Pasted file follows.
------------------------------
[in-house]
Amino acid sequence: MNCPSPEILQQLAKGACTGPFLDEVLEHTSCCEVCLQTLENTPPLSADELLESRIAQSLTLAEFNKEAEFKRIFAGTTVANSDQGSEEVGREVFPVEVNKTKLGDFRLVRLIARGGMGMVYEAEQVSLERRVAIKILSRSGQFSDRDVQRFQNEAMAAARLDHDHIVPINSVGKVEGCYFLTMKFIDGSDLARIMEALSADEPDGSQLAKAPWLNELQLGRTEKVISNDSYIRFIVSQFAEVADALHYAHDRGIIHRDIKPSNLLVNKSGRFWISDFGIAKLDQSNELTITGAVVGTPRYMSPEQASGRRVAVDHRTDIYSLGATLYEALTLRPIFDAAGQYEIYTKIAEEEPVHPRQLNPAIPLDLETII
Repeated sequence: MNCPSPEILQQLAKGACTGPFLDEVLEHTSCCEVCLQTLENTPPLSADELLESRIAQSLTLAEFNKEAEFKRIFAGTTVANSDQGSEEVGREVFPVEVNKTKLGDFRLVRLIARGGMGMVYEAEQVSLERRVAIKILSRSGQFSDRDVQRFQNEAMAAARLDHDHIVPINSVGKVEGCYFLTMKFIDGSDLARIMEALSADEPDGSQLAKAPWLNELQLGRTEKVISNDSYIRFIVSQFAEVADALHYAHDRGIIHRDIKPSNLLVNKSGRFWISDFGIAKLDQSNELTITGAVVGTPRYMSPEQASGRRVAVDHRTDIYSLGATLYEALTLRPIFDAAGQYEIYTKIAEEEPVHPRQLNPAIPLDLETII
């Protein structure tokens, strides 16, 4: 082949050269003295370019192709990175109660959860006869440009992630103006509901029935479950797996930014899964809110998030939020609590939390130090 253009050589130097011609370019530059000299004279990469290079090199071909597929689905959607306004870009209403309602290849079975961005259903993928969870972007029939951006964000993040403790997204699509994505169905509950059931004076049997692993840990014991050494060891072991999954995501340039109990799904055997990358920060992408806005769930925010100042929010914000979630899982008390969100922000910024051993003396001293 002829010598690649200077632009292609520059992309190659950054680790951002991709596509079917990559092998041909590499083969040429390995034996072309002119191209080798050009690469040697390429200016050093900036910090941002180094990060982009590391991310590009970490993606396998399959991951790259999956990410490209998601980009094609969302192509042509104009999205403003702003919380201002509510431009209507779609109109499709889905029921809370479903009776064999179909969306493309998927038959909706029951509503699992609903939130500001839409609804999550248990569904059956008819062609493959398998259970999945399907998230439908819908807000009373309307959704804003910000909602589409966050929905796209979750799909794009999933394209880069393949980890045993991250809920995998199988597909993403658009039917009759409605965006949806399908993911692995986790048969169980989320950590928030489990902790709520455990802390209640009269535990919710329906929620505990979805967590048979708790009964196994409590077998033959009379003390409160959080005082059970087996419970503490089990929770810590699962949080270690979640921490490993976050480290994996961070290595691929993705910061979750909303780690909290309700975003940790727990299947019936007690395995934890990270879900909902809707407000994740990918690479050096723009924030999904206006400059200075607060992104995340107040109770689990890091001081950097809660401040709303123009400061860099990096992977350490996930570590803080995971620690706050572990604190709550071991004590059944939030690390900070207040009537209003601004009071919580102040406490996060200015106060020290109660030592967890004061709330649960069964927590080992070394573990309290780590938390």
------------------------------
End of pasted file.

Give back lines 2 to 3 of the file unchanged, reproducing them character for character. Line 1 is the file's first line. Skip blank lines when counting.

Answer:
Amino acid sequence: MNCPSPEILQQLAKGACTGPFLDEVLEHTSCCEVCLQTLENTPPLSADELLESRIAQSLTLAEFNKEAEFKRIFAGTTVANSDQGSEEVGREVFPVEVNKTKLGDFRLVRLIARGGMGMVYEAEQVSLERRVAIKILSRSGQFSDRDVQRFQNEAMAAARLDHDHIVPINSVGKVEGCYFLTMKFIDGSDLARIMEALSADEPDGSQLAKAPWLNELQLGRTEKVISNDSYIRFIVSQFAEVADALHYAHDRGIIHRDIKPSNLLVNKSGRFWISDFGIAKLDQSNELTITGAVVGTPRYMSPEQASGRRVAVDHRTDIYSLGATLYEALTLRPIFDAAGQYEIYTKIAEEEPVHPRQLNPAIPLDLETII
Repeated sequence: MNCPSPEILQQLAKGACTGPFLDEVLEHTSCCEVCLQTLENTPPLSADELLESRIAQSLTLAEFNKEAEFKRIFAGTTVANSDQGSEEVGREVFPVEVNKTKLGDFRLVRLIARGGMGMVYEAEQVSLERRVAIKILSRSGQFSDRDVQRFQNEAMAAARLDHDHIVPINSVGKVEGCYFLTMKFIDGSDLARIMEALSADEPDGSQLAKAPWLNELQLGRTEKVISNDSYIRFIVSQFAEVADALHYAHDRGIIHRDIKPSNLLVNKSGRFWISDFGIAKLDQSNELTITGAVVGTPRYMSPEQASGRRVAVDHRTDIYSLGATLYEALTLRPIFDAAGQYEIYTKIAEEEPVHPRQLNPAIPLDLETII